David Sedaris is known to readers for his books of essays and short stories (frequently New York Times bestsellers), to radio listeners for his segments on NPR, and to television viewers for his visits to late-night talk shows. He also makes frequent appearances onstage, where he reads from his work, as he’ll do April 19 at the Van Wezel Performing Arts Hall. (For tickets, call 953-3368 or go to vanwezel.org.) We caught up with him one night by phone from his home in West Sussex, England.
Tell us a little about the show you present.
I go on tour every fall and every spring, about 40 cities each time, and typically I read at least four new stories out loud. I write down the name of every town I visit and what I read there so I don’t repeat myself, but I’ve never been to Sarasota so I’m wide open; I can do what I want.
Is the David Sedaris we see onstage different from the offstage one?
If anything, you have to remind yourself to be yourself, because that’s what got you where you are. I’ve met famous people where, suddenly, I’m not being myself. I’m trying to be someone they might like. It never works out.
I learned a lot by going to other people’s readings, starting back in the late ’80s. I remember paying $5, which was so much money to me, to hear a woman read, and she said something like, “Do you want the story I got $150 for from Playboy or the one I got $75 for from [another publication]?” I thought that seemed so unprofessional, like she didn’t care. I like to be prepared. And if you’re wearing a tie, people know you took it seriously.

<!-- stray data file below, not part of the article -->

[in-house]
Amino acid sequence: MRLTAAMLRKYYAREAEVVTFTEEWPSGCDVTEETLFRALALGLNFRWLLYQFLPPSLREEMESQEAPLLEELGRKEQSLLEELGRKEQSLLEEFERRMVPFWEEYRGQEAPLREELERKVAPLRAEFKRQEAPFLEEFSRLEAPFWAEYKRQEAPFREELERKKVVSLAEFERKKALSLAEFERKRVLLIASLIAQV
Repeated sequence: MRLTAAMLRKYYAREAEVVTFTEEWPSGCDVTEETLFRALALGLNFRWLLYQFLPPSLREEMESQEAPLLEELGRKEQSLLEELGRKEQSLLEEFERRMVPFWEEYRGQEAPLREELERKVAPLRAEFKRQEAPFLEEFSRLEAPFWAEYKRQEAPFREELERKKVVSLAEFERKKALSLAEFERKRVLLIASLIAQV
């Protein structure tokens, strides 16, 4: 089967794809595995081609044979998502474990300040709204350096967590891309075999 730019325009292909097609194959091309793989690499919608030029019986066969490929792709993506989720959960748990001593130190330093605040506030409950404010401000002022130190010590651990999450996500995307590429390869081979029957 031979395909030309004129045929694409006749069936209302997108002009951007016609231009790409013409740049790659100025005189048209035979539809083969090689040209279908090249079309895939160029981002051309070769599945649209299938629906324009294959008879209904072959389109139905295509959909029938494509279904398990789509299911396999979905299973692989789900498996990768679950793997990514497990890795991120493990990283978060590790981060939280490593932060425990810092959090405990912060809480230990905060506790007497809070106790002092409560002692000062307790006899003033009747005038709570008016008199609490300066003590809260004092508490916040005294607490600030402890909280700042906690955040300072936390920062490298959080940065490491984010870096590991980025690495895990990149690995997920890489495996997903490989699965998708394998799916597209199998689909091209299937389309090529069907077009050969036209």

What else have you learned about public readings?
Don’t let them see your papers. They’ll think, “Do I have to listen to all that?” Don’t say, for example, “I have 10 reasons for being depressed,” because then they start counting. Just say, “Here are some reasons why I’m depressed.”
What’s the difference between being a humorist and a comedian? Just that a humorist has it written down on paper?
I’m not sure, really, but I do notice that piece of paper protects me in a lot of ways. I’ve never been heckled.
When did you first know you were funny?
Growing up, people in my family were funny, so I was no funnier than any of them. But when I was in art school I read something I’d written out loud to a painting class, and people laughed. And I realized, “That’s what I wanted.” I just never thought I’d make a living out of it.
Is there any subject matter you won’t write about?
A. I’ve been keeping a diary for 40 years, and that teaches you what you’re interested in. I realized when I looked back over it that there was nothing about sex. I’ve never felt comfortable writing explicitly about sex. Or bathroom stuff. I mean, I might say, “This happened to a friend of mine,” about something like that. But that’s different. It allows the audience to be comfortable or relate; you’ve taken yourself out of the equation.
What do you enjoy about living where you do in England?
I just got back here today from the United States, and I did what I do every day. I went out and collected about 80 or 90 pounds of rubbish. A stranger stopped me in his car and thanked me. I was happy to do it.